So the answer is that there really is no answer. And boy, isn’t that the type of explanation of reality that leads people to conspiracy theories in the first place?
149.) The Case for Letting the Restaurant Industry Die by Helen Rosner in The New Yorker
Look, I agree with some of the points Tunde Wey is making here, but this comes off to me as sort of the Steve Bannon approach of the left. There’s anger driving the discussion, and a massive frustration that things change slowly. And so the answer becomes, let’s burn it all down and start over. And that’s bullshit. Because the equation always ignores how many people — largely the people you say you’re fighting for — are hurt in the process. Anyway, I found the arguments here profoundly frustrating.
150.) Trump Sows Doubt on Voting. It Keeps Some People Up at Night. by Reid J. Epstein in The New York Times
151.) 30 Movies That Are Unlike Anything You’ve Seen Before by David Sims in The Atlantic
Only seen a couple of these. I hated (HATED!) Morvern Caller. I mostly liked Scott Pilgrim. I’m eager to check out a few others. I think it helps to expect the unexpected going in.
152.) What Put the Cheer in Cheerwine? by Kathleen Purvis for Imbibe Magazine
⭐153.) Inside Roy Halladay’s struggle with pain, addiction by John Barr, Mike Farrell and Brian Rivera for ESPN
I’m having a hard time working through what I feel about this story, which is really well done. I covered Roy starting about a month after his perfect game through what amounted to the end of his dominance in 2012, and I’ve beat myself up a bit because a.) I wish I’d better understood him, and b.) I keep wondering what I should’ve done better to actually know what was happening rather than simply accepting the Halladay narrative.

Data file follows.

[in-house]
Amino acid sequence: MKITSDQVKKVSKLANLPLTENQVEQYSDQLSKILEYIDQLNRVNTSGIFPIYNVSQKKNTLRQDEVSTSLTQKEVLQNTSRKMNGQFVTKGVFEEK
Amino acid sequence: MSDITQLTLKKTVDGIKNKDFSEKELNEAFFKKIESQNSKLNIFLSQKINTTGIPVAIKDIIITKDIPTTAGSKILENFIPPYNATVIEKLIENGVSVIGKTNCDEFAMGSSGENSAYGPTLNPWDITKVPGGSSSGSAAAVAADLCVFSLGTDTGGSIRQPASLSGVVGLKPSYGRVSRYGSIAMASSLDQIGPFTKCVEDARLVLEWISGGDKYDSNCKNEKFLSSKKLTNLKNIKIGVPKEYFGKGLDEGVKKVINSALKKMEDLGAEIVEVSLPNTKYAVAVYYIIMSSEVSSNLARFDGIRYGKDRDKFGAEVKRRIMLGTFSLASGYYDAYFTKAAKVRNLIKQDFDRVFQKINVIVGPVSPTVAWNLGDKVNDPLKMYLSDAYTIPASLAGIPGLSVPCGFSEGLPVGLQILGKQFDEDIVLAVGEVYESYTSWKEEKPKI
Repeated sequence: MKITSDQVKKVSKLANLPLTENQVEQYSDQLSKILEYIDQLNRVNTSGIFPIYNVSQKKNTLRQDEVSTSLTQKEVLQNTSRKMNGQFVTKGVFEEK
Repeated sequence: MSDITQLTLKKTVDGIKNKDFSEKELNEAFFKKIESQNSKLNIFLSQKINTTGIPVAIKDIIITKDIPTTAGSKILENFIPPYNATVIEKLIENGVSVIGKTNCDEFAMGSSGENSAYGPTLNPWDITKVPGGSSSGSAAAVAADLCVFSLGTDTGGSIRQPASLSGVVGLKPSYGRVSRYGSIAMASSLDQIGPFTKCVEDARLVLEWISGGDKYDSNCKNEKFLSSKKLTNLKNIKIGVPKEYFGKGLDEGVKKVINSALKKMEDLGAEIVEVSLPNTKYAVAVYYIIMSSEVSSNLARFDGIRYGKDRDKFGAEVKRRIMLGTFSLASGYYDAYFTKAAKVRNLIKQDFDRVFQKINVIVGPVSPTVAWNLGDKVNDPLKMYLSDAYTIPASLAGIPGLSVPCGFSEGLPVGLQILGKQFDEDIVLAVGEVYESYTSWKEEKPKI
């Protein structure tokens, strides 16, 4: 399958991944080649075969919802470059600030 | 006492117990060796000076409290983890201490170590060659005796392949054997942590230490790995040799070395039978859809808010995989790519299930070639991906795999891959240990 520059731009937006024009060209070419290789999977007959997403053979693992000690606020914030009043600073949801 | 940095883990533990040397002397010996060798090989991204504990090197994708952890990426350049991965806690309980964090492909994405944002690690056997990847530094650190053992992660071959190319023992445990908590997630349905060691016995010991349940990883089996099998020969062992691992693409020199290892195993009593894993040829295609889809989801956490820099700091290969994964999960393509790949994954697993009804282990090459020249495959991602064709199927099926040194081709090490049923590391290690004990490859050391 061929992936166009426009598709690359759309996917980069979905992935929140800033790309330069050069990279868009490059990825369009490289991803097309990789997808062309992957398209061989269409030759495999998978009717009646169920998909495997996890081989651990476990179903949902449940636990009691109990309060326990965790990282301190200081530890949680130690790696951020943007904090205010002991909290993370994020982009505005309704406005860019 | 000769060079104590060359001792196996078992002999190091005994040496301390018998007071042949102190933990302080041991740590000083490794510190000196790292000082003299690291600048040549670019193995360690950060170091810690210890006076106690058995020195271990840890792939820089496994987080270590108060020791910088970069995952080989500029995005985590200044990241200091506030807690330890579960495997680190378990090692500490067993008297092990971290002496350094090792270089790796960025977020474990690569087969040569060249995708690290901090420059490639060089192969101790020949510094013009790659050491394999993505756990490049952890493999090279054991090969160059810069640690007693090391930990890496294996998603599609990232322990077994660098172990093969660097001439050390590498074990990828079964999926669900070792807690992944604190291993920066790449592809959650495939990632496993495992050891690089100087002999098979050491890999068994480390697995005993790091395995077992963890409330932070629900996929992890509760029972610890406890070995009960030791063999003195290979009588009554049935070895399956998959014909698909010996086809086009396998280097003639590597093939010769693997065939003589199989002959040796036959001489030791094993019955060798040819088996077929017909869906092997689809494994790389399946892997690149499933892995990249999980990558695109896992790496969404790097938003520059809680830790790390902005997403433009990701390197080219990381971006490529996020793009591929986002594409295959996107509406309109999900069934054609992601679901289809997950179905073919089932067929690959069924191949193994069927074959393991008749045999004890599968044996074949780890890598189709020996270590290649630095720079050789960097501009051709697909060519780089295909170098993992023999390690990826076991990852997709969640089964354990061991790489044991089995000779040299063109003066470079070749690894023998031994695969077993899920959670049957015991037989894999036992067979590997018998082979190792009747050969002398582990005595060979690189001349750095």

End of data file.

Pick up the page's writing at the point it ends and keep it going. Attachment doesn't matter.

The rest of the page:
There was so much in this story that brought back some memories that feel different now. There’s good stuff. I remember him zipping his remote control planes around the locker room. I remember how much he loved his boys. I remember the day Harvey Dorfman died, and Roy talking at length about how much his book changed his life.
But then there are the other moments. I remember Roy having to leave a July game at Wrigley field because of the heat, which feels like a harbinger given the discussions of his profuse sweating from painkillers. I remember him taking a leave from the team for a few days, explained away as a family issue. I remember when Ken Rosenthal reported on Roy’s back issues in spring training in 2012, and Roy vehemently denying any health problems.
Would a guy who was so terrified to open up to anyone have ever really shown the cracks in the facade to the media? Probably not. But none of us ever even thought to ask. So rich was the Roy Halladay narrative, so great was his success on the field, that I never considered for a moment that there was a real human being underneath it all who might be suffering.
I’d like to think I’m a more thoughtful reporter now, that David Hale today would’ve approached Roy Halladay differently. I think that’s true. But all I know for sure is that I overlooked so much back then, and that’s really tough to process now. I’m angry at myself, and I’m forever sad that a guy I genuinely liked and respected was so tormented behind the scenes.
On to June’s reading list HERE.